In a new report, the ETI said that continued technology upgrades and supply chain developments meant that floating turbines could deliver a levelised cost of energy (LCOE) of less than £85/MWh in 10 years’ time.

Report author Stuart Bradley said: “UK wind resources are abundant and are already being exploited, with the country having the world’s highest offshore wind capacity. Developing floating technology can provide access to additional high quality wind resources in deeper waters, relatively close to the UK shoreline and near centres of population which will help bring costs down further.

“In water depths of less than 30 metres, traditional fixed foundations will be the prime solution, but, in water depths over 50 metres, floating foundations provide the lowest cost solution so a mix of these technologies is likely to offer the lowest cost pathway to deliver mass deployment in UK waters.” 


The current LCOE for floating wind is around £140/MWh compared to around £110 for standard offshore wind. The global LCOE for onshore wind dropped to around £60/MWh this year, according to Bloomberg New Energy Finance.

Floating offshore wind technology can open up new commercially exploitable sites in deeper water that are currently inaccessible due to limitations in the depth to which fixed foundations can be deployed.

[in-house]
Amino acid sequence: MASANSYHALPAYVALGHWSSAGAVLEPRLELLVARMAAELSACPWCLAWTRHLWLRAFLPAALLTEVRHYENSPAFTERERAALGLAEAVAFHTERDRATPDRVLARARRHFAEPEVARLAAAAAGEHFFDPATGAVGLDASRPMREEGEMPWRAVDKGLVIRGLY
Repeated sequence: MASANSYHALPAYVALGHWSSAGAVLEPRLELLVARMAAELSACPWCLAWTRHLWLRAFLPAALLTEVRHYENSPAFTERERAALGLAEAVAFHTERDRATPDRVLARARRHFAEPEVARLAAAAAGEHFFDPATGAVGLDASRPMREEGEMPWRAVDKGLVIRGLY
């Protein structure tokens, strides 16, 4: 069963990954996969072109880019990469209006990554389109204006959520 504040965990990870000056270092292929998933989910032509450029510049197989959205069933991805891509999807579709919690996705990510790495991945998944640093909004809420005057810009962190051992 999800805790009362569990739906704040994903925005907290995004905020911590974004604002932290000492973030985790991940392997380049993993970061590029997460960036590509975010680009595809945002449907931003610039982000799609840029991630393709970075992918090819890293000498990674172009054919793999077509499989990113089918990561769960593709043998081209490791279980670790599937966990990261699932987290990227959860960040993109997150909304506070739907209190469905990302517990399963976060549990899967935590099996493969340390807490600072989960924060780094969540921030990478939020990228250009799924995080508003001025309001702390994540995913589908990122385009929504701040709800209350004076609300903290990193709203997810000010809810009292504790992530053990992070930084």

Floating turbines are also much cheaper and easier to install, as they can be literally towed into position and anchored in a day. However the platforms and mountings are currently significantly more expensive than traditional rivals.

Bradley added: “Floating foundations are still some way from large scale deployment and the offshore wind industry is currently focussed on delivering the Round 3 sites in shallower waters.”

“At this stage there is little, if any, market pull for floating wind solutions and technology push will be needed until deeper water sites are provided so test sites and policies need to be in place to encourage the development of floating technology suitable for UK waters if it is to be available by the 2020s.”

Market forces

To help reach the £85/MWh target, the ETI called for floating wind demonstration projects to be implemented in the UK before 2020. However, it is likely that the technology will need some form of policy or subsidy support to reach deployment in the UK.

Last month, floating wind developer Hexicon told edie that England and Wales were not target markets thanks to the availability of shallow waters where cheaper traditional offshore wind could still be deployed.

However Hexicon said that Scotland’s deep waters could suit the technology, as well as places like the west coast of the US, Japan and Taiwan.

Brad Allen

Action inspires action. Stay ahead of the curve with sustainability and energy newsletters from edie